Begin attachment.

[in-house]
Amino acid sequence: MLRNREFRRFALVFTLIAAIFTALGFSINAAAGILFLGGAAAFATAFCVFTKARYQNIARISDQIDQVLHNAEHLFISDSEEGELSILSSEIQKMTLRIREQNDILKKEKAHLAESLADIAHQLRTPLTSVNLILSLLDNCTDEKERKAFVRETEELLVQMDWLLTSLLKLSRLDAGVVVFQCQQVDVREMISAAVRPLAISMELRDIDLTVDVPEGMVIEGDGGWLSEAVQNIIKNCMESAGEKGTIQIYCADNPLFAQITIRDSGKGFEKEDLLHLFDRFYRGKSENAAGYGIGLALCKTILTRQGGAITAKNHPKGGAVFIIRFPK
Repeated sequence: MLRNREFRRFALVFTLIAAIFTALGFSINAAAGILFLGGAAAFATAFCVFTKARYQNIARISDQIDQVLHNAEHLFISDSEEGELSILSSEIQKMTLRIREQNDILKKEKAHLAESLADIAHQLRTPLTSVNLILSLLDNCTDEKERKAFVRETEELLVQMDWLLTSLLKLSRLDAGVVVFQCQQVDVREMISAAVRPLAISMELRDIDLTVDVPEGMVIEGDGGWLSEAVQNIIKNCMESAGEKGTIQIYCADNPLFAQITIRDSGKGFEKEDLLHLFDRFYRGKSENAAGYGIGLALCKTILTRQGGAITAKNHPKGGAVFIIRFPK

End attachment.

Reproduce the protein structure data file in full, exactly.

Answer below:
[in-house]
Amino acid sequence: MLRNREFRRFALVFTLIAAIFTALGFSINAAAGILFLGGAAAFATAFCVFTKARYQNIARISDQIDQVLHNAEHLFISDSEEGELSILSSEIQKMTLRIREQNDILKKEKAHLAESLADIAHQLRTPLTSVNLILSLLDNCTDEKERKAFVRETEELLVQMDWLLTSLLKLSRLDAGVVVFQCQQVDVREMISAAVRPLAISMELRDIDLTVDVPEGMVIEGDGGWLSEAVQNIIKNCMESAGEKGTIQIYCADNPLFAQITIRDSGKGFEKEDLLHLFDRFYRGKSENAAGYGIGLALCKTILTRQGGAITAKNHPKGGAVFIIRFPK
Repeated sequence: MLRNREFRRFALVFTLIAAIFTALGFSINAAAGILFLGGAAAFATAFCVFTKARYQNIARISDQIDQVLHNAEHLFISDSEEGELSILSSEIQKMTLRIREQNDILKKEKAHLAESLADIAHQLRTPLTSVNLILSLLDNCTDEKERKAFVRETEELLVQMDWLLTSLLKLSRLDAGVVVFQCQQVDVREMISAAVRPLAISMELRDIDLTVDVPEGMVIEGDGGWLSEAVQNIIKNCMESAGEKGTIQIYCADNPLFAQITIRDSGKGFEKEDLLHLFDRFYRGKSENAAGYGIGLALCKTILTRQGGAITAKNHPKGGAVFIIRFPK